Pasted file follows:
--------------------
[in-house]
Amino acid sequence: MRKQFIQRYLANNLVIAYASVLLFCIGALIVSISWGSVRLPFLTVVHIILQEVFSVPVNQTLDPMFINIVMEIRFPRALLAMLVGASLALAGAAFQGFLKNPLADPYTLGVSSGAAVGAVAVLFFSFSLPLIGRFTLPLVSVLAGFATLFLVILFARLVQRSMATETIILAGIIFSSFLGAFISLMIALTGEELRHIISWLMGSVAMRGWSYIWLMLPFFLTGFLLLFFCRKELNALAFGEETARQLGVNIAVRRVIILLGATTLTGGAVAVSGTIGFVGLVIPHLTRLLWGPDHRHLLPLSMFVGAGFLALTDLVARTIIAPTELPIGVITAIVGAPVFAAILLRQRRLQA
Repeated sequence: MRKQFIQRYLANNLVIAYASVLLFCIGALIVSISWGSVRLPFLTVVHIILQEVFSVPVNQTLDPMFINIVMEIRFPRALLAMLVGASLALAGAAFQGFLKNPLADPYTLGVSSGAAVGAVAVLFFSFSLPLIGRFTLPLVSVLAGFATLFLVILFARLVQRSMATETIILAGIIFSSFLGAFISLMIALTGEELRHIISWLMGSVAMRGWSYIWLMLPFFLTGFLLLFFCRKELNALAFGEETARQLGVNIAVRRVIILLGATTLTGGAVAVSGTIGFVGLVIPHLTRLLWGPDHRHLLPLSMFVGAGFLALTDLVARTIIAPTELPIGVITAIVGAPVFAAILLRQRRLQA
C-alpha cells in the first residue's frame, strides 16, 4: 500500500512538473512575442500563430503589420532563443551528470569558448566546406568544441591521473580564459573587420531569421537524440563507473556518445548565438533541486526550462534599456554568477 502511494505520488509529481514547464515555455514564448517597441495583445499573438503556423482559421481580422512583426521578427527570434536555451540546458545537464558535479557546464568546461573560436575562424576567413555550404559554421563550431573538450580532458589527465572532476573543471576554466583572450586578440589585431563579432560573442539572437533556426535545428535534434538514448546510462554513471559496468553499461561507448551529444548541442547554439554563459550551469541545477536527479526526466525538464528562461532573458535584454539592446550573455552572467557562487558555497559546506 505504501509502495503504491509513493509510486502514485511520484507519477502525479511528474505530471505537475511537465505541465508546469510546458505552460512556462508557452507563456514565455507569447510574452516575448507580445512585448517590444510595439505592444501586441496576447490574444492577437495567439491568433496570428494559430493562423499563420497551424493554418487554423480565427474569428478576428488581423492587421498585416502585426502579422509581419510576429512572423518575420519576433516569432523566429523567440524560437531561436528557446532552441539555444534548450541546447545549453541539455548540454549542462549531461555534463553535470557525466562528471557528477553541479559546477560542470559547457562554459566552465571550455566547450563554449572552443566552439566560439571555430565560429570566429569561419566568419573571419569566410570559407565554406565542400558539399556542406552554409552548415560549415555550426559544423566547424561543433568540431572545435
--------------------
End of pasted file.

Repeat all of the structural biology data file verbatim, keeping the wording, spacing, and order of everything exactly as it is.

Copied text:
[in-house]
Amino acid sequence: MRKQFIQRYLANNLVIAYASVLLFCIGALIVSISWGSVRLPFLTVVHIILQEVFSVPVNQTLDPMFINIVMEIRFPRALLAMLVGASLALAGAAFQGFLKNPLADPYTLGVSSGAAVGAVAVLFFSFSLPLIGRFTLPLVSVLAGFATLFLVILFARLVQRSMATETIILAGIIFSSFLGAFISLMIALTGEELRHIISWLMGSVAMRGWSYIWLMLPFFLTGFLLLFFCRKELNALAFGEETARQLGVNIAVRRVIILLGATTLTGGAVAVSGTIGFVGLVIPHLTRLLWGPDHRHLLPLSMFVGAGFLALTDLVARTIIAPTELPIGVITAIVGAPVFAAILLRQRRLQA
Repeated sequence: MRKQFIQRYLANNLVIAYASVLLFCIGALIVSISWGSVRLPFLTVVHIILQEVFSVPVNQTLDPMFINIVMEIRFPRALLAMLVGASLALAGAAFQGFLKNPLADPYTLGVSSGAAVGAVAVLFFSFSLPLIGRFTLPLVSVLAGFATLFLVILFARLVQRSMATETIILAGIIFSSFLGAFISLMIALTGEELRHIISWLMGSVAMRGWSYIWLMLPFFLTGFLLLFFCRKELNALAFGEETARQLGVNIAVRRVIILLGATTLTGGAVAVSGTIGFVGLVIPHLTRLLWGPDHRHLLPLSMFVGAGFLALTDLVARTIIAPTELPIGVITAIVGAPVFAAILLRQRRLQA
C-alpha cells in the first residue's frame, strides 16, 4: 500500500512538473512575442500563430503589420532563443551528470569558448566546406568544441591521473580564459573587420531569421537524440563507473556518445548565438533541486526550462534599456554568477 502511494505520488509529481514547464515555455514564448517597441495583445499573438503556423482559421481580422512583426521578427527570434536555451540546458545537464558535479557546464568546461573560436575562424576567413555550404559554421563550431573538450580532458589527465572532476573543471576554466583572450586578440589585431563579432560573442539572437533556426535545428535534434538514448546510462554513471559496468553499461561507448551529444548541442547554439554563459550551469541545477536527479526526466525538464528562461532573458535584454539592446550573455552572467557562487558555497559546506 505504501509502495503504491509513493509510486502514485511520484507519477502525479511528474505530471505537475511537465505541465508546469510546458505552460512556462508557452507563456514565455507569447510574452516575448507580445512585448517590444510595439505592444501586441496576447490574444492577437495567439491568433496570428494559430493562423499563420497551424493554418487554423480565427474569428478576428488581423492587421498585416502585426502579422509581419510576429512572423518575420519576433516569432523566429523567440524560437531561436528557446532552441539555444534548450541546447545549453541539455548540454549542462549531461555534463553535470557525466562528471557528477553541479559546477560542470559547457562554459566552465571550455566547450563554449572552443566552439566560439571555430565560429570566429569561419566568419573571419569566410570559407565554406565542400558539399556542406552554409552548415560549415555550426559544423566547424561543433568540431572545435